JOULES 1  ·  JOULES 2  ·  JOULES 3  ·  JOULES 4  ·  JOULES 5
JOULES 6  ·  JOULES 7  ·  JOULES 8  ·  JOULES 9  ·  JOULES 10

chapter ten
Part Two

Joules didn't look like a smuggler, if anything she looked like the girlfriend of a smuggler. More likely the trophy girlfriend of a very successful smuggler, and most likely the type of smuggler who had their own army and jealously protected their property. It was one of the reasons she stuck out in the large room.

She certainly didn't look like the sort of woman who would spend hours swimming upstream through a sea of gamblers in an illegal poker competition in the industrial back end of Cairo, Egypt. Unless she had been sent here by someone else, someone with a lot of power over her. But that was part of the reason she threw everyone she went up against. Who would waste such a valuable prize, risking them to compete in this environment, for a currency useless outside the region?

But then her petite frame, shapely curves, short-cropped raven-black hair and wry smile frequently got her out of as much trouble as they led her into.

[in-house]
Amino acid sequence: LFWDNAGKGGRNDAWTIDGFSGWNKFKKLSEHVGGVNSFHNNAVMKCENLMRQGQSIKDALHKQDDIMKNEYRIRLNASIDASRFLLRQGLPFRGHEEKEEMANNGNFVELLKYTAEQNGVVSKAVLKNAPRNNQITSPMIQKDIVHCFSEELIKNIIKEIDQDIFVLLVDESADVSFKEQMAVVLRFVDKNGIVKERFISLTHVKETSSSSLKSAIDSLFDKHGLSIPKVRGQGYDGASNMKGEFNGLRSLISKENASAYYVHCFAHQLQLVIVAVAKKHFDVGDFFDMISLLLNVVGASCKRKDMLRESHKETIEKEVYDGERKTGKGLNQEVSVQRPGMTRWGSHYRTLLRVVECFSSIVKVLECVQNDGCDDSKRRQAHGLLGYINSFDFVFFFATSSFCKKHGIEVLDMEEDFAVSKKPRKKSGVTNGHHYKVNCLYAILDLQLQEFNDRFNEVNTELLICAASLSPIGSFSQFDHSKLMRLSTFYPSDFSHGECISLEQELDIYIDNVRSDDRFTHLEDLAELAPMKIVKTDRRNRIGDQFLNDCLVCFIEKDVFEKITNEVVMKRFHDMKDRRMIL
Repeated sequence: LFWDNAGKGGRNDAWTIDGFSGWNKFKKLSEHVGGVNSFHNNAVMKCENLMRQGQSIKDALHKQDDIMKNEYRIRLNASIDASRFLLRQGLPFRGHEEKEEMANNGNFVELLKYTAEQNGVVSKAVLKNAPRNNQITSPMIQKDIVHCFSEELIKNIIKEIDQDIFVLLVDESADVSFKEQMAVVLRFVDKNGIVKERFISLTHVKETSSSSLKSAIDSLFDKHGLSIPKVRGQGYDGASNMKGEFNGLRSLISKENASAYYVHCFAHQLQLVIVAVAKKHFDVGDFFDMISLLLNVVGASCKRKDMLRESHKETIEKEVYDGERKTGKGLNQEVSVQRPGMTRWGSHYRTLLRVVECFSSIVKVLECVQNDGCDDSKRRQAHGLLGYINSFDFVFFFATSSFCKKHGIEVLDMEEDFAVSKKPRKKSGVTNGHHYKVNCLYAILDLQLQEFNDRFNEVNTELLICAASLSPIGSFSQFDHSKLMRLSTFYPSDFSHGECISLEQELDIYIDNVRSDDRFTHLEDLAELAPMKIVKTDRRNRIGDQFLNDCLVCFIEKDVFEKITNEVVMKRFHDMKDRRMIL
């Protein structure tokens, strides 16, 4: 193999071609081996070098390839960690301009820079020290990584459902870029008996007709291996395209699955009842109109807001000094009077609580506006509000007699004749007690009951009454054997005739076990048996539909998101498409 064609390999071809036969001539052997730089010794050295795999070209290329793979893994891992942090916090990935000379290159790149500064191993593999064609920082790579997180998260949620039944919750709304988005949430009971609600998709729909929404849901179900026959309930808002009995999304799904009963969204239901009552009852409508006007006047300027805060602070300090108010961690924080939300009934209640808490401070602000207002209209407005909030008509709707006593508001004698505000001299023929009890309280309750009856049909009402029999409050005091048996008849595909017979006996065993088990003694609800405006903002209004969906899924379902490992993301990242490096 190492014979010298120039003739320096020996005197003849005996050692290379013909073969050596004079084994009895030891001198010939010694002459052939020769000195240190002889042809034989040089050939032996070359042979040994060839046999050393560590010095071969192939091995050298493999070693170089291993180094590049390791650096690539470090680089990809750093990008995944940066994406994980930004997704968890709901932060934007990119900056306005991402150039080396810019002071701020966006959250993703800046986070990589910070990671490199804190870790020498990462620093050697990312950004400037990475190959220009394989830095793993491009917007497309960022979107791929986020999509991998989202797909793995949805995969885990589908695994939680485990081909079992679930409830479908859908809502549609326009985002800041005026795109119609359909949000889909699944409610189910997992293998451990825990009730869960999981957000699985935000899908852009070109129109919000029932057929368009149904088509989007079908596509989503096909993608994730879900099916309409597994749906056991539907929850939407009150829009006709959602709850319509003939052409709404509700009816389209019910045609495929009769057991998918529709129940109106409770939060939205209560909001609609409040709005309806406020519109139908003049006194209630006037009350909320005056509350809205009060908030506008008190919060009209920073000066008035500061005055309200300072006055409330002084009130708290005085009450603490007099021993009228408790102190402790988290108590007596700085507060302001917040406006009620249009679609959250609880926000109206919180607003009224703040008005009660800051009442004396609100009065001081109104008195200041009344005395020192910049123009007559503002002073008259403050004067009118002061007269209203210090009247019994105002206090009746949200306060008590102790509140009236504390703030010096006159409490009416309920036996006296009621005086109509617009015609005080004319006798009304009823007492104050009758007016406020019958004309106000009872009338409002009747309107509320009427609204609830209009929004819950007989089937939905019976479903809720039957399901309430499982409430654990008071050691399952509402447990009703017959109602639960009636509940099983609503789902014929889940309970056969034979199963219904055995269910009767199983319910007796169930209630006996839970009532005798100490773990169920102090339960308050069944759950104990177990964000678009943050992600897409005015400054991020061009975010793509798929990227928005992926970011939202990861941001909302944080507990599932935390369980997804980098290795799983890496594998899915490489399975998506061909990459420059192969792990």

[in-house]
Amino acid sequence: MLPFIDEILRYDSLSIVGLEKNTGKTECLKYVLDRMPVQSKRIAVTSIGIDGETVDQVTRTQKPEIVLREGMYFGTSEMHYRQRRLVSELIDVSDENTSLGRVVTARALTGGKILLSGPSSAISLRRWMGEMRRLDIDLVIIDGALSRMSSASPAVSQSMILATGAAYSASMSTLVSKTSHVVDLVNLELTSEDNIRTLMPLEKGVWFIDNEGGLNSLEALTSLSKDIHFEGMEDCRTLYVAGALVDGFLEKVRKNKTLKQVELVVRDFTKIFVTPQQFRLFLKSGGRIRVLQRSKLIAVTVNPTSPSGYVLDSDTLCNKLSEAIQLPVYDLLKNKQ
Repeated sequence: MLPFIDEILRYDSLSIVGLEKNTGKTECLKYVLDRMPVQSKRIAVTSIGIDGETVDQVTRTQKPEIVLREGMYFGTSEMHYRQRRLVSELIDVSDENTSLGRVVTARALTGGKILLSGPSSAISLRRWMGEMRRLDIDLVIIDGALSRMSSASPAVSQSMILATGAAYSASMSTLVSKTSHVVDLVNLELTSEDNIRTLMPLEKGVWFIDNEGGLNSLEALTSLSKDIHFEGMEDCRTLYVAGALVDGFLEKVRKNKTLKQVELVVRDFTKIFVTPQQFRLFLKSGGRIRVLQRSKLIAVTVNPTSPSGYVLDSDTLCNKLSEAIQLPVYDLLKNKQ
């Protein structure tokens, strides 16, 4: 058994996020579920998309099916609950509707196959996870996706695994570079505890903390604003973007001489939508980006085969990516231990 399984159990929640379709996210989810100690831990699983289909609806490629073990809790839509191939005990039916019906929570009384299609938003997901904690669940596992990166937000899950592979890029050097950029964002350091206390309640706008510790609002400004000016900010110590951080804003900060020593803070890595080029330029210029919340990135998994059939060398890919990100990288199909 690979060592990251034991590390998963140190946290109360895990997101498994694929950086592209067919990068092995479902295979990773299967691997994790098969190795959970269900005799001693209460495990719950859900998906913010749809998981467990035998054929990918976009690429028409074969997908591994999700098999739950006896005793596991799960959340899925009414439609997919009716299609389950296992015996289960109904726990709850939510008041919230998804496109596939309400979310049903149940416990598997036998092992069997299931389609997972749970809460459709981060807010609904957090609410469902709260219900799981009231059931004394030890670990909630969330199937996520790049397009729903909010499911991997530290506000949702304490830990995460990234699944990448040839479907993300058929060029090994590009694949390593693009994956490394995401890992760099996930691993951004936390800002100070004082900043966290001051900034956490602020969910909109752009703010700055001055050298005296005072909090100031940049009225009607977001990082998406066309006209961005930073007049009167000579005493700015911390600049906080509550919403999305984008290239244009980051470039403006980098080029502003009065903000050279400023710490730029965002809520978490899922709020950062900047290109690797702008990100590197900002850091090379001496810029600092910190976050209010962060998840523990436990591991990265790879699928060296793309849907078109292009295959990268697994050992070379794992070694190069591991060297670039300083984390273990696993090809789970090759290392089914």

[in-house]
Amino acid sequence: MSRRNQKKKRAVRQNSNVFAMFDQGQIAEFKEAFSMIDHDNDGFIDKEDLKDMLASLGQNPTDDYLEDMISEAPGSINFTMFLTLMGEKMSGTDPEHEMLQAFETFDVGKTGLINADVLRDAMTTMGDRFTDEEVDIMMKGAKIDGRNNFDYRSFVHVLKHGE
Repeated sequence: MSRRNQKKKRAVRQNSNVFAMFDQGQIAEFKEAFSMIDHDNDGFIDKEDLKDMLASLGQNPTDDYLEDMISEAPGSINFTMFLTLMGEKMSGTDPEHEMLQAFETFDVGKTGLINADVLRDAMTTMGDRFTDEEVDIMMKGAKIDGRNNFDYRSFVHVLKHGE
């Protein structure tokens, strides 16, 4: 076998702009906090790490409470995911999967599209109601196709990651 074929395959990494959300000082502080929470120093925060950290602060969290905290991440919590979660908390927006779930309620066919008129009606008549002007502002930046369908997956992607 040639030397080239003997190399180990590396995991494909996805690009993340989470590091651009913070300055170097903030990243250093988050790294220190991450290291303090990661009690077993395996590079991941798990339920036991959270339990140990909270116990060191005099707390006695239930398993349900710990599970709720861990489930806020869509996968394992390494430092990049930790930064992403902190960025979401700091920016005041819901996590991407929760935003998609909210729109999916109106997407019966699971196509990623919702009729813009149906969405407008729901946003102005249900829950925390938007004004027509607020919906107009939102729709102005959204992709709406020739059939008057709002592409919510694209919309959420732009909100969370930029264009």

Certainly they were a reason none of the people in these games had given her credit for a sharp mind. Even though she spoke their difficult tongue with a flawless accent while separating five tables worth of career gamblers from their winnings.

But then they hadn't known they were playing against someone on the hunt. Someone on a quest that had brought her to the far end of her world because no one else on the planet seemed to have what she wanted.

And she had come to this building because everyone in Cairo said they'd have to place the order for her. Eventually she tracked down whom they'd be ordering from. She shuddered a moment remembering some of the things she'd had to do to get that intel but Joules hated paying go-betweens, particularly on the big ticket items, so she decided to deal directly with the source: El Bazaar.

The problem was this supplier only dealt with pre-existing contacts and he was a notoriously difficult person to meet. She'd almost given up and left when she found out about this game. A monthly orgy of gambling where hundreds came and played until only a few remained, and only one took the massive pot.

With the bodyguard behind her, eclipsing her light except for a faint halo around her crown, she stood near the table, watching the final moments of the hand in play, waiting for acknowledgement, waiting to join the biggest game on the planet. She clutched ten thousand Bob in her hands; it was the only sign of nerves.

Joules didn't know that “Bob” was slang for the primary currency in the Arabian League. She didn't know the name was a variation of “Bauble” and had been used by the League for only twenty-three years. She didn't know because she didn't care.